Saturday, April 4, 2009

The Price of Permissions

For my upcoming book of interviews with writers (Don Finkel, Carl Phillips, Ntozake Shange, Tess Gallagher, and so on) I've had to request from the copyright holders permission to reprint samples of the authors' work. Here's how it goes in real life:

Don Finkel: Son holds the rights, and granted them free.

John N. Morris: Requires an epic nationwide search to locate the John J. Morris who is Morris's son and the copyright holder. Finally located by Washington University, Morris grants permission free.

Graywolf Press: Holder of Carl Phillips and Tess Gallagher rights. Asking to reprint one poem from each, I filed requests online. In five days comes the Carl Phillips permission, costing $30. In three weeks comes the Tess Gallagher permission, costing $150. Graywolf says this is the author's designated price. I wrote the author to ask her to give me a break, but secretly I think it's great that a woman has the nerve to charge $150 to repint one of her poems.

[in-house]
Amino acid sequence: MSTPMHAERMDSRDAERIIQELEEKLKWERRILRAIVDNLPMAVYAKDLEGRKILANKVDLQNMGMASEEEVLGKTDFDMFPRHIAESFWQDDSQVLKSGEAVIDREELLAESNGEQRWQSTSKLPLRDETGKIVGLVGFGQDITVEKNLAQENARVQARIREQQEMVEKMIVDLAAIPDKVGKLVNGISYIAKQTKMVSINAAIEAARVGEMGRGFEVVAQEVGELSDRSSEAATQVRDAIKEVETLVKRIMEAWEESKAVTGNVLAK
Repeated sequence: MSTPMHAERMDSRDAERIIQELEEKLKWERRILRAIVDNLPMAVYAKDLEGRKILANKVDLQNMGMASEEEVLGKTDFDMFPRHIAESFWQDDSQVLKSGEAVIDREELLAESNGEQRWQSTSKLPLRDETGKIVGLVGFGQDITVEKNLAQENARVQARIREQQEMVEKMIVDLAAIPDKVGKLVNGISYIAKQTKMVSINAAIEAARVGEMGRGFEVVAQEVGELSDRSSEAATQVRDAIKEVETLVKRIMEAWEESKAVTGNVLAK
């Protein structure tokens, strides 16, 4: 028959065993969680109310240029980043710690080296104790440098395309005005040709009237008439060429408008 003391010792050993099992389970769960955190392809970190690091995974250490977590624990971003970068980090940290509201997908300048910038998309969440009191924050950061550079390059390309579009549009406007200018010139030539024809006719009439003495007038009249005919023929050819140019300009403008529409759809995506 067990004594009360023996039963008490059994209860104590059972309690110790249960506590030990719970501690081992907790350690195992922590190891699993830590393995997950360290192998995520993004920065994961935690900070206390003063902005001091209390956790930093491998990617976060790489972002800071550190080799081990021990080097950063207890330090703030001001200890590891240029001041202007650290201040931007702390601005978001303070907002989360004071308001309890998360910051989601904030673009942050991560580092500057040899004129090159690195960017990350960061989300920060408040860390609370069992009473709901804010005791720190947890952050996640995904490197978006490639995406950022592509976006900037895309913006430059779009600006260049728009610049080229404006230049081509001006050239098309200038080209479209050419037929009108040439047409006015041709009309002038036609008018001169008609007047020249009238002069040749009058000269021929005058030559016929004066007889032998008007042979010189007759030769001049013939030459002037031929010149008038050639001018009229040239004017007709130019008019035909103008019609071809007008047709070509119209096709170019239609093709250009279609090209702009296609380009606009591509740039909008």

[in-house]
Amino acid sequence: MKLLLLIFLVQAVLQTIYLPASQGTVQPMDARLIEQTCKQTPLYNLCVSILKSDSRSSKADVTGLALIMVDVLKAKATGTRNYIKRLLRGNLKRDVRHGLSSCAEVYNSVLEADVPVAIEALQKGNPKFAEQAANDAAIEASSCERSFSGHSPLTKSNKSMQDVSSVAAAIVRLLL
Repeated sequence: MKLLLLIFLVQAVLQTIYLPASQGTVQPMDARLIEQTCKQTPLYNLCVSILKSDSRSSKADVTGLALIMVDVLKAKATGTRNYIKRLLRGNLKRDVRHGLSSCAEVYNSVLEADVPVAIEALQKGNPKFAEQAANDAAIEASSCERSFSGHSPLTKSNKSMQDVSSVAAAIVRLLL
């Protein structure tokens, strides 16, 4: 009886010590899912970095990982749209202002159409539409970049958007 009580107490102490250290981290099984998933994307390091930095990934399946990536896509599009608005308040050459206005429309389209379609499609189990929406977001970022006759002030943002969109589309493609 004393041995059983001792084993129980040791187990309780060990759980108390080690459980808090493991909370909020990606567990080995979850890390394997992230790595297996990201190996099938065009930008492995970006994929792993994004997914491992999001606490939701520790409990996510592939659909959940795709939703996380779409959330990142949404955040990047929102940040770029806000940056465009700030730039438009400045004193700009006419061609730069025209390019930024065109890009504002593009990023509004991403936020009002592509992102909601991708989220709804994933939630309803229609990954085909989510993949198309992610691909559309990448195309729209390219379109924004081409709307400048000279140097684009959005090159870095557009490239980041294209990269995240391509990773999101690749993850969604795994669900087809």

St. Martin's Press: It's hard to find a shorter Ntozake Shange poem that isn't part of a play, but I did, in Riding the Moon in Texas, and faxed St. Martin's Press for permission. They granted it for $50.

As a sidelight, while researching permission rights I discovered it costs $5000 to quote from the song "Hotel California," specifically the line, "You can check out any time you like, but you can never leave." It seems that's because "you" will never be able to pay the bill.

1 comment:

  1. Fascinating comparison and you gave us the perfect ending!

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